References Astley, W.G. 1985. Two ecologies: Population and community perspectives on organisational evolution. Administrative Sciences Quarterly 30:224-241 Blase, M.G., Mann, F.L. and Taylor, C.S. 1981. III PMC System Development. In: E.Knox and A. Theisen (eds.), Feasibility of Introducing New Crops. National Science Foundation, Washington, DC. Boulding, K.E. 1981. Evolutionary Economics. Sage Publications, Beverly Hills, Ca. Caiger, S. 1993. Markets and opportunities for alternative high value horticultural crops: strategies for development. In: K. Anthony, J. Meadley and G. Robbelen (eds), New Crops for Temperate Regions. Chapman & Hall, Melbourne. Collins, R.J. 1997. Developing the non-astringent persimmon industry as a new industry for Australia. PhD thesis, The University of Queensland. Council for Agricultural Science and Technology (CAST) 1984. Development of New Crops. Needs, Procedures, Strategies and Options. Report no. 102, United States Department of Agriculture. Dawson, P. 1996. Beyond conventional change models: A processual perspective. Asia Pacific Journal of Human Resources 34:57-70. Eldrege, N. and Gould, S.J. 1972. Punctuated equilibria: An alternative to phyletic gradualism. In: T. Schopf (ed.), Models in Paleobiology. Freeman, Cooper & Co., San Fransico. Fletcher, R. 1998. New crops. The Australian New Crops Newsletter 9:6-14. Galan-Sauco, V. and Rallo, L. 1993. Opportunities in new fruit crops in Spain. P.91-106, In: K. Anthony, J. Meadley and G. Robbelen (eds.), New Crops for Temperate Regions. Chapman & Hall, Melbourne. Gersick, C.J.G. 1991. Revolutionary change theories: A multilevel exploration of the punctuated equilibrium paradigm. Academy of Mangement Review 16:10-36. Knox, E.G. and Theisen, A.A. (eds.) 1981. Feasibility of Introducing New Crops, National Science Foundation, Washionton, DC. Miller, D. and Friesen, P. 1984. Organisations: A Quantum View, Prentice-Hall, New Jersey. Robbelen, G. 1993. The state of new crops and their future prospects in Northern Europe. P.22-34. In: K. Anthony, J. Meadley and G. Robbelen (eds.), New Crops for Temperate Regions. Chapman & Hall, Melbourne. Sattaur, O. 1991. Botanical entrepreneurship. Ceres 127:17-21. Theisen, A.A. 1978. Report on an exploratory study of possible new crops for the United States, National Science Foundation Program on Applied Science and Research Applications. Soil and Land Use Technology Inc., Columbia, Maryland. Tushman, M.L. and Romanelli, E. 1985. Organizational evolution: A metamorphosis model of convergence and reorientation. Research in Organizational Behaviour 7:171-222. Van de Ven, A.H. and Garud, R. 1989. A framework for understanding the emergence of new industries. Research on Technological Innovation, Management and Policy 4:195- 225. Lson, P.N., Wade, J.C. and Leones, J.P. 1995. The economics of commercializing new industrial crops. Agribusiness 11:45-55. Wolling, D. 1996. Th emergence of new rural industries: a punctuated equilibrium approach. Proceedings of the First Australian New Crops Conference, University of Queensland, Australia. Wood, I.M., Chudleigh, P.D. and Bond, K.A. 1994. Developing New Agricultural Industries. Lessons From the Past, Vol. 1 and 2. Rural Industries Research and Development Corporation, Canberra.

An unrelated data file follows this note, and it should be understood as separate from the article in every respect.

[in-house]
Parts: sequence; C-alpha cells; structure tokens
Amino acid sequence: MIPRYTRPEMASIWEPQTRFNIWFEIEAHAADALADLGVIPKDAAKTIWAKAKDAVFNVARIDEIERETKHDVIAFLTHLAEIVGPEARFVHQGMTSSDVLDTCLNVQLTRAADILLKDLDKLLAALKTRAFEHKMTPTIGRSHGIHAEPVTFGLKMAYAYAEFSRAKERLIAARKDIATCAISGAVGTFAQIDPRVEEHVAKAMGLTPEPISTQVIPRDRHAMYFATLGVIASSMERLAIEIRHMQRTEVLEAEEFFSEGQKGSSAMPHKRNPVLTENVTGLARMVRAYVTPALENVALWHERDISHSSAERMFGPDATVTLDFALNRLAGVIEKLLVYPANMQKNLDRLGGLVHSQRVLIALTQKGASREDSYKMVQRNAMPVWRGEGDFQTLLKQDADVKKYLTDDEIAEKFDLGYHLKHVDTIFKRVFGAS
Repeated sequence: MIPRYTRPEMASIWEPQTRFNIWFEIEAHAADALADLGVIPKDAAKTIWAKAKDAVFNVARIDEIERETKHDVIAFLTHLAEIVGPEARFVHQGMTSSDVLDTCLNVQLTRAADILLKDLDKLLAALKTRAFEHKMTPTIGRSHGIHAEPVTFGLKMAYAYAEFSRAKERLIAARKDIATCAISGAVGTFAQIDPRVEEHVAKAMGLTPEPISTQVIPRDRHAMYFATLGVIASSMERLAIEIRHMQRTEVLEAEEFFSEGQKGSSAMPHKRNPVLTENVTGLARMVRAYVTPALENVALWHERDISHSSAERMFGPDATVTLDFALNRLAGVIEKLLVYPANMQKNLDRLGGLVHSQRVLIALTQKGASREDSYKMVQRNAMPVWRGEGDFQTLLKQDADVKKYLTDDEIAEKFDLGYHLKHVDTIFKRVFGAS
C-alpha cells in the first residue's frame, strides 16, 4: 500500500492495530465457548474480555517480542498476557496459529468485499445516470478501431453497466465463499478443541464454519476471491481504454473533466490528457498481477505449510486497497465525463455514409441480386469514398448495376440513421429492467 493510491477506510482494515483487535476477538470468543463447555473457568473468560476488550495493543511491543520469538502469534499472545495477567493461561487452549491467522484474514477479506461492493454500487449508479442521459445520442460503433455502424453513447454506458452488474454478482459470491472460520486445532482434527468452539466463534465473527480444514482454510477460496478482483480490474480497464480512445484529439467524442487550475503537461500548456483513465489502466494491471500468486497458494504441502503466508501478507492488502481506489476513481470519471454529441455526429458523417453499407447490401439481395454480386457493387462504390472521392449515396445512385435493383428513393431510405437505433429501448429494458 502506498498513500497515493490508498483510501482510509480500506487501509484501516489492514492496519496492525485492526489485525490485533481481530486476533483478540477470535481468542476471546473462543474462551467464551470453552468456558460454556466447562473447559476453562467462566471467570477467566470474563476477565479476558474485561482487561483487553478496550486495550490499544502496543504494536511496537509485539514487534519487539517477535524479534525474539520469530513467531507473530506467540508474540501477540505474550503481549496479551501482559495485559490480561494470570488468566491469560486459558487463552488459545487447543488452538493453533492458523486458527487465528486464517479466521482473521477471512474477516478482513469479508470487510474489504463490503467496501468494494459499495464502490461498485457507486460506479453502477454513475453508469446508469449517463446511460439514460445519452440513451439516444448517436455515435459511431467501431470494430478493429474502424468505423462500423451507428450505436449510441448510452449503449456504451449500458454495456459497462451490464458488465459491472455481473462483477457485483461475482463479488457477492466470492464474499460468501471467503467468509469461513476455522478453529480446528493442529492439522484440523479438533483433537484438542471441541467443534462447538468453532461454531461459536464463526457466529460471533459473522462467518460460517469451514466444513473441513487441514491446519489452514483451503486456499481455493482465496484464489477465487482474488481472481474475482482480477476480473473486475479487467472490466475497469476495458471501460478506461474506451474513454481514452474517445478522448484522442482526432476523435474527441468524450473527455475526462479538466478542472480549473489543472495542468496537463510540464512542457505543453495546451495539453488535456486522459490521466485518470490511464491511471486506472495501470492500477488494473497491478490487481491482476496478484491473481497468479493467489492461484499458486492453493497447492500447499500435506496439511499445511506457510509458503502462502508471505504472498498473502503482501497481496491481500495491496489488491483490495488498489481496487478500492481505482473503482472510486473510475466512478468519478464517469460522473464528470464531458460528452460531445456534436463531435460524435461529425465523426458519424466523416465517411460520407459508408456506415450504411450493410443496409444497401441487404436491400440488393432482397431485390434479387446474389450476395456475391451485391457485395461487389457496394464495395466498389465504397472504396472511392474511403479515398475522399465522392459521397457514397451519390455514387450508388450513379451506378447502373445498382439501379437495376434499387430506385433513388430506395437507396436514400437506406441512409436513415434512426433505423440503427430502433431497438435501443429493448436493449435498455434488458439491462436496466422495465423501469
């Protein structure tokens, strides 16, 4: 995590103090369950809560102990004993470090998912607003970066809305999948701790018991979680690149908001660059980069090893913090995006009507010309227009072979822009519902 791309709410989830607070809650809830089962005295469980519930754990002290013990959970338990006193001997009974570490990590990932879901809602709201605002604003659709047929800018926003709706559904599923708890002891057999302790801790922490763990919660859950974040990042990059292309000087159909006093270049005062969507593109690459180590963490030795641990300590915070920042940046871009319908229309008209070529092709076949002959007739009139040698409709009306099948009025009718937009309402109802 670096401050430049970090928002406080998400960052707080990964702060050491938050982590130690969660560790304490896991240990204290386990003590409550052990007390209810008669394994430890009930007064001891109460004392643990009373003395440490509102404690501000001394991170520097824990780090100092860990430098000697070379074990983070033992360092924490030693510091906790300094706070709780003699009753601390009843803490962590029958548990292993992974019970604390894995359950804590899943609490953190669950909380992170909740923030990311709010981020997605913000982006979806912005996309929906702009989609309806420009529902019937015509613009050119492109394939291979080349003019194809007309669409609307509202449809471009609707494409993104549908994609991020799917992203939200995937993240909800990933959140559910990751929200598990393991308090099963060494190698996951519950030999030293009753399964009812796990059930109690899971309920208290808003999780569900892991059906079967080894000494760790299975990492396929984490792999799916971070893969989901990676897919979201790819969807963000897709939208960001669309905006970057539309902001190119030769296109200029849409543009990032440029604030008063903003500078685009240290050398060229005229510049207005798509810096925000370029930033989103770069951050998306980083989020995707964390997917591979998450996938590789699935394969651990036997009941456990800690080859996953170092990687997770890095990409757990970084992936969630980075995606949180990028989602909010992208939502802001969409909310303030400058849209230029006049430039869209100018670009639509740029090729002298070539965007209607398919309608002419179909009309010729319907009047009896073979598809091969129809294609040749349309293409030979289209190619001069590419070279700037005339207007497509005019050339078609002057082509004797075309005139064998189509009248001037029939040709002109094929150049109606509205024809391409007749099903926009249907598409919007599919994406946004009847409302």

Q-Index Code C1
Q-Index Status Provisional Code
Institutional Status Unknown

 
Versions
Version Filter Type
Citation counts: TR Web of Science Citation Count  Cited 0 times in Thomson Reuters Web of Science Article
Google Scholar Search Google Scholar
Access Statistics: 573 Abstract Views, 751 File Downloads  -  Detailed Statistics
Created: Fri, 21 Jul 2006, 10:00:00 EST by Raymond J Collins on behalf of School of Integrative Systems